Screen Threshold explores the boundaries between ‘real’ and ‘virtual’, physical and digital through a diverse set of physical interfaces for on screen media:

The installation consists of two main sides – a small virtual creature, that is dancing behind the screen, reacting to physical forces coming from the outside. This was made possible through a device attached to the glass on the other side, so the visitor can blow on it, switch it, magnetise it. This very direct attack on the virtual side resulted in something mesmerising, the small tangible environment became one with the media, the glass threshold of the screen became blurred.

Screen Threshold trailer
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Posted by: Garrett @ 1:30 pm
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February 22, 2007
Student teaser

One of my students has posted a teaser concerning his year 3 essay concerning Networks. This is a work in progress but looks as if it will be promising:

‘The problem with communication… is the illusion that it has been accomplished.’

(George Bernard Shaw)

One would assume that a network, in effect a series of computers connected to one another, would offer only a limited number of functions. That one could share data, disribute information and so on. Yet with the rise of network non-places, there in lies an evolution, a cultural phenomenon which has slowly been encouraging a change in the way one would percieve the internet and indeed any network. The rise of concepts such as ‘myspace.com’ and ‘facebook.com’ have brought with them a trend, a fashion if you will. That an individual may feel so insecure in thier being that, it is found neccessary to describe, if not validate ones self in these non-places. The influence of being webwize has extended itself, through the need to be digital. To exists as flesh and bone, as well as inprint ones ‘digital representation’ in a non-place. One looses the concept and meaning of communication, in expressing a feeling, or statement in a public arena, for all to see. This may perhaps be for a greater sense of importance, as a statement of self. However it is percieved as both a new media and sociological development. It may well be that of a passing trend, or it may be the start of something bigger. The need to fulfil ones wants and desires as though it were a exhibition to others. This concept may be foriegn to some, but think about it the next time you are reading a posting, or a comment in a public space, ask yourslef, why is this here?, why would one choose such an open arena to display a message or pose a question? As a concept it intruges me, Your views may be posted below in the irony of this illusion.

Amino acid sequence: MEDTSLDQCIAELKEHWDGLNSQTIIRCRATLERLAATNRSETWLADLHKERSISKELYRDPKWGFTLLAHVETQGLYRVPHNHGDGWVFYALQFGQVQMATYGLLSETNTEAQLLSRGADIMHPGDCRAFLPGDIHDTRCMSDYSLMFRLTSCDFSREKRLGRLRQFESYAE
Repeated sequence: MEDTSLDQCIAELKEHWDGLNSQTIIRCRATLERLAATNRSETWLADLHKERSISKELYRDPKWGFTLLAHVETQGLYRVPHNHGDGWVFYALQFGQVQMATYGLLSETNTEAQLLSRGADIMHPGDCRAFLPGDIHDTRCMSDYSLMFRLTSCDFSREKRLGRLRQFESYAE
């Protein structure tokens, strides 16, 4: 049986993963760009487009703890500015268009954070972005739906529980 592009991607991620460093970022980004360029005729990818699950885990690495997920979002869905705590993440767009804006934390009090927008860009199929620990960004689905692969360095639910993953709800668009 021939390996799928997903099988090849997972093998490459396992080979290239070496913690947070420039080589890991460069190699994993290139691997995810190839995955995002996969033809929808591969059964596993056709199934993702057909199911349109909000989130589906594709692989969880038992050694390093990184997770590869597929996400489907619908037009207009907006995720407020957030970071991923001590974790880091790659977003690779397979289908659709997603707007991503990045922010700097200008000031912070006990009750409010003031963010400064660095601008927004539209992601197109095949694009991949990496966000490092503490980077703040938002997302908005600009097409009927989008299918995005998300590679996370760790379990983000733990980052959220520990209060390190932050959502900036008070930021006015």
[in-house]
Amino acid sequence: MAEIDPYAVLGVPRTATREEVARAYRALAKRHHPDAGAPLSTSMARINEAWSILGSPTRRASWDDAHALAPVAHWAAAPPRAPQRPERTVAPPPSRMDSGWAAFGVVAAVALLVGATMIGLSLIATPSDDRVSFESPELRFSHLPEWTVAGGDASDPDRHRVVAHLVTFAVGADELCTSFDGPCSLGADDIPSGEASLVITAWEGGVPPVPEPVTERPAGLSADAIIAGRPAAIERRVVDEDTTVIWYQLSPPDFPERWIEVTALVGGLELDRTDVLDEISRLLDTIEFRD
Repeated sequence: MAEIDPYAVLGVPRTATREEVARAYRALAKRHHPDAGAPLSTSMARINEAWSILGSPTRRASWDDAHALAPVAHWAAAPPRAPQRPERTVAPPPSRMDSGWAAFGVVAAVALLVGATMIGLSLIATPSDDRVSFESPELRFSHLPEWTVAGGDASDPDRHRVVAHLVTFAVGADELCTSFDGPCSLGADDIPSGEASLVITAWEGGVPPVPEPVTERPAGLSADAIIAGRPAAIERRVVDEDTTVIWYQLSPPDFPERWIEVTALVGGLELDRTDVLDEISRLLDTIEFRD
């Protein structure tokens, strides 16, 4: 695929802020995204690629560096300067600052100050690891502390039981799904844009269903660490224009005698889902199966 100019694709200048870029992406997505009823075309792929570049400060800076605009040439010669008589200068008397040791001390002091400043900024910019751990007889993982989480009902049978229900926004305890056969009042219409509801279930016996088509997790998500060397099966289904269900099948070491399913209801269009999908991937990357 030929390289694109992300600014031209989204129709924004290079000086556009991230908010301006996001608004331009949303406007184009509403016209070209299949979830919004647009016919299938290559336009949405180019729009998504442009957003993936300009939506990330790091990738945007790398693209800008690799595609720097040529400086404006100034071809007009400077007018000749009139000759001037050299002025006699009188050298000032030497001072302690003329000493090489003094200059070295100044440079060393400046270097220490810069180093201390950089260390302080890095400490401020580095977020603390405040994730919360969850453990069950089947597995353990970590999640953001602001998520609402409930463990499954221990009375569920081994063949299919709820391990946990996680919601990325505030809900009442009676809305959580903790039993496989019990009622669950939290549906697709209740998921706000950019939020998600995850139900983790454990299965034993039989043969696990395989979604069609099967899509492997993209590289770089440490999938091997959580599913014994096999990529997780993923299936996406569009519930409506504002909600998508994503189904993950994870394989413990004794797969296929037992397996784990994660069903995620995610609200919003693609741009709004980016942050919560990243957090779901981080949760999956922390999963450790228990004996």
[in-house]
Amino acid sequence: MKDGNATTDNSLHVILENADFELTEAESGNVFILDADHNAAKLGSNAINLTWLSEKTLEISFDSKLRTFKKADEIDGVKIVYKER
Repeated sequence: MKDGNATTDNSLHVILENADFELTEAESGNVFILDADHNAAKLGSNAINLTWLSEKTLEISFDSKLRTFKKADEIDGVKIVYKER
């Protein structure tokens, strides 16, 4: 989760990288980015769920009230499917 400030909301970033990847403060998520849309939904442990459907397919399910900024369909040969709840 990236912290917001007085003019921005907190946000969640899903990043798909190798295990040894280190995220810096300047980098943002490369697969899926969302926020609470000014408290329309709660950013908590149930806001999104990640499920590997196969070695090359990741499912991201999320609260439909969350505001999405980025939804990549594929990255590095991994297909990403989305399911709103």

Posted by: Garrett @ 10:23 pm
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February 21, 2007
FragMental Storm

Fragmental Storm

Exonemo recently updated / reworked Fragmental Storm (images above), an art browser originally created in 2000, for an exhibition at the National Art Center, Tokyo from January 21 to February 4, 2007.

Fragmental Storm, which I need to add to my list of art browsers here, is software which carries out web searches displaying the data disjointedly. Both the original and 2002 version are available to download from the artists site.

Posted by: Garrett @ 11:01 pm